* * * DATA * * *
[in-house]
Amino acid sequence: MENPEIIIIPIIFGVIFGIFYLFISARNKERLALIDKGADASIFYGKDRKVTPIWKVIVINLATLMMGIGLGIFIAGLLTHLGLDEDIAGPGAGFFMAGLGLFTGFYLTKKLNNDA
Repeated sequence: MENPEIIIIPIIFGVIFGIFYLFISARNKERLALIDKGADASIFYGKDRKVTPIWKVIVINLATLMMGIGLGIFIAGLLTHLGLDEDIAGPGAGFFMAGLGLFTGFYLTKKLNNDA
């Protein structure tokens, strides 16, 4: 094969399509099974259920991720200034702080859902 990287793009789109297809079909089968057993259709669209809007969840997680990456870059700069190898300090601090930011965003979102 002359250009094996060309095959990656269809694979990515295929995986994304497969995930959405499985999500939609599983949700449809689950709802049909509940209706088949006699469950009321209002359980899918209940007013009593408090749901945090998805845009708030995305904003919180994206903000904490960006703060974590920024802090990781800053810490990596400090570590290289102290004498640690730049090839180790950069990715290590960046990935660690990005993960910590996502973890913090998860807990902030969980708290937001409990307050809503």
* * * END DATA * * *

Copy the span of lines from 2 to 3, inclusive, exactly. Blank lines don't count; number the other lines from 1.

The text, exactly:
Amino acid sequence: MENPEIIIIPIIFGVIFGIFYLFISARNKERLALIDKGADASIFYGKDRKVTPIWKVIVINLATLMMGIGLGIFIAGLLTHLGLDEDIAGPGAGFFMAGLGLFTGFYLTKKLNNDA
Repeated sequence: MENPEIIIIPIIFGVIFGIFYLFISARNKERLALIDKGADASIFYGKDRKVTPIWKVIVINLATLMMGIGLGIFIAGLLTHLGLDEDIAGPGAGFFMAGLGLFTGFYLTKKLNNDA